Old English Sheepdog Puppy

Old English Sheepdog

Old English Sheepdog


Male: 22 - 24 inches; 70 - 90 lbs.
Female: 20 - 22 inches; 60 - 80 lbs.


Any shade of gray, grizzle, blue, blue merles with or without white markings.

Living Area

Living on a farm or in the countryside is best for these dogs, they enjoy running around and being outside as long as possible. Do not do well chained up. DO not do well in small or cramped living spaces.



Energy Level


Life Span

10 - 12 years

Description | Temperment | Grooming | History | Training | Health Problems

Old English Sheepdog Description

The Old English Sheepdog has a profuse, shaggy coat with a harsh texture. The coloring of the coat can be blue, blue merle, grizzle, or gray, and this may be with white markings. The height of the Old English Sheepdog is around 21-26 inches, and the weight is around 65-100 pounds. The short tail of this dog has earned him the nickname of 'bobtail'.

Old English Sheepdog Temperment

Loyal, affectionate, and protective of his loved ones, the Old English Sheepdog is an intelligent breed. These dogs have plenty of enthusiasm and energy, and love to play - although their large size means that they should be watched around smaller children who could easily be knocked over. The Old English Sheepdog loves the company and attention of his owners and family, and likes to be involved with everything that is going on. This is not the right dog for those with little time to devote to a pet, as failure to provide your Old English Sheepdog with the necessary attention and interaction can lead to boredom and destructive behavior. This is a very entertaining breed, and will keep you amused for hours with his clownish ways. He is also very friendly and sociable, making a good family pet.

Although the Old English Sheepdog gets along well with children he can be quite independent and sometimes may play rough, which means that he is best around older children. These dogs will bark to raise an alarm, making them effective watchdogs. With strangers the Old English Sheepdog tends to be polite, and he enjoys the company of other pets. It is important to socialize your Old English Sheepdog early on to ensure a well balanced personality and temperament, as some can be timid if not properly socialized at an early age. Watch out for the herding instincts of the Old English Sheepdog, which may still be evident in the way he tries to herd people and animals - often by nipping at the ankles. The Old English Sheepdog can be a stubborn breed, and this can make training more difficult. These dogs are best suited to those with some experience of dog ownership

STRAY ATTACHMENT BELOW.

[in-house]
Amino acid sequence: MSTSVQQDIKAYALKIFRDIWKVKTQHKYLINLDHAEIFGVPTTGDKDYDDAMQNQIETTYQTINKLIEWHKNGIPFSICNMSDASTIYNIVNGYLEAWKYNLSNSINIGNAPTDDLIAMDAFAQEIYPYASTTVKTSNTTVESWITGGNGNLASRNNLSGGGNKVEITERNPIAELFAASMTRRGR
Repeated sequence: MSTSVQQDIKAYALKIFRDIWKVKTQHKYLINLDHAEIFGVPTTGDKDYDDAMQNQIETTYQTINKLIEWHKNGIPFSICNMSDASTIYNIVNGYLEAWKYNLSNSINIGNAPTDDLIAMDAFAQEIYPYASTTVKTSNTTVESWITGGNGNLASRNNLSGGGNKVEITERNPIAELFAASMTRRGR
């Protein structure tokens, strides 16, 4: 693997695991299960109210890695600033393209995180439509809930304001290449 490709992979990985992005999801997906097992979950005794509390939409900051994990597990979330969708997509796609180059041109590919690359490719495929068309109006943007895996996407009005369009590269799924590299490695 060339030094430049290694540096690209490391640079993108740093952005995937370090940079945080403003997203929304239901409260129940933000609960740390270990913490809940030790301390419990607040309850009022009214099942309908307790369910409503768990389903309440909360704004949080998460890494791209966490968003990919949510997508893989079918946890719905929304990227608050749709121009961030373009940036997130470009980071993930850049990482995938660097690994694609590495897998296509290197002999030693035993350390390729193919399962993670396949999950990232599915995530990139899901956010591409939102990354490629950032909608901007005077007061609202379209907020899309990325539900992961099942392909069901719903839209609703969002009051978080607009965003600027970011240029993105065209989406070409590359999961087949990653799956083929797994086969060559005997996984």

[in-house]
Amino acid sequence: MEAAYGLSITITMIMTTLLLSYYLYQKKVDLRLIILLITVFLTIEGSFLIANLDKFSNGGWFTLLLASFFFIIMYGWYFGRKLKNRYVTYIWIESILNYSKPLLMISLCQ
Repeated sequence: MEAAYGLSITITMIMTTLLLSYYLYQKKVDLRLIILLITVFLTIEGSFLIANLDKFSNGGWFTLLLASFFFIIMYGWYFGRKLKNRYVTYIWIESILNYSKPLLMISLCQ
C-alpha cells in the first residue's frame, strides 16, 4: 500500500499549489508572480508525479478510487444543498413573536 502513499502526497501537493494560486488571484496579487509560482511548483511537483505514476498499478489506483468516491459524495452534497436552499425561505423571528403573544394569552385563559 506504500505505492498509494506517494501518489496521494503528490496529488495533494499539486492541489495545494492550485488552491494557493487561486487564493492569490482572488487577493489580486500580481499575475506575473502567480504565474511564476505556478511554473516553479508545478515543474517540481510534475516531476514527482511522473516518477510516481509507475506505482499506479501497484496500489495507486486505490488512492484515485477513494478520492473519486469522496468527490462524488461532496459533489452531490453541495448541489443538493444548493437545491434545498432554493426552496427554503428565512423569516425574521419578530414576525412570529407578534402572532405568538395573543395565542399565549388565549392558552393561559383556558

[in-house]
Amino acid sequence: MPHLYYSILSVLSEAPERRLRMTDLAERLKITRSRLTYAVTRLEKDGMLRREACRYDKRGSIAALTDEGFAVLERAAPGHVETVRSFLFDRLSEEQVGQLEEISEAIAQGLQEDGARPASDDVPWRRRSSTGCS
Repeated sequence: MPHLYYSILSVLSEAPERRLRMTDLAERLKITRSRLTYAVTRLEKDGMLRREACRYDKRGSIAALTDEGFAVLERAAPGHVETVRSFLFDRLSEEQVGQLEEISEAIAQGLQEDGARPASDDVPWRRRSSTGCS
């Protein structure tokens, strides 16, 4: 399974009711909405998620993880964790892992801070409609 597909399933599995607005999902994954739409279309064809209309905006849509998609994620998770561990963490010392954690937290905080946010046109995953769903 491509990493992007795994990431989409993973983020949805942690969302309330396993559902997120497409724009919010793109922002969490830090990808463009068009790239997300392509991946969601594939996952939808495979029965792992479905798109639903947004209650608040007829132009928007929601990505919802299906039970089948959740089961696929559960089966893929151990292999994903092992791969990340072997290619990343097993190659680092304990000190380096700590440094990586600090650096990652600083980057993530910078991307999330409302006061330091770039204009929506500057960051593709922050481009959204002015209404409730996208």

Old English Sheepdog Grooming

The grooming requirements for the Old English Sheepdog are moderate to high, and those will little time to carry out the grooming themselves may find that they have to go to the expense of professional grooming in order to keep the coat of this dog looking good. You need to brush the coat of the Old English Sheepdog several times a week, and each grooming session can take one or two hours. Clipping may also be required several times a year. The Old English Sheepdog is a moderate shedder, which means that he may not be suitable for those with allergies. However, proper grooming may help to keep shedding levels down.

Old English Sheepdog History

The Old English Sheepdog has been used as a herding dog and pet for thousands of years in Europe. There are many theories as to the true origin of this dog, and many believe that it is related to the Barbone and the Deerhound. Others think that it may be related to the Briard or Bergamasco, as well as being a descendant of the hairy Russian dog known as "Owtchar" that was brought to the United Kingdom from the Baltic region.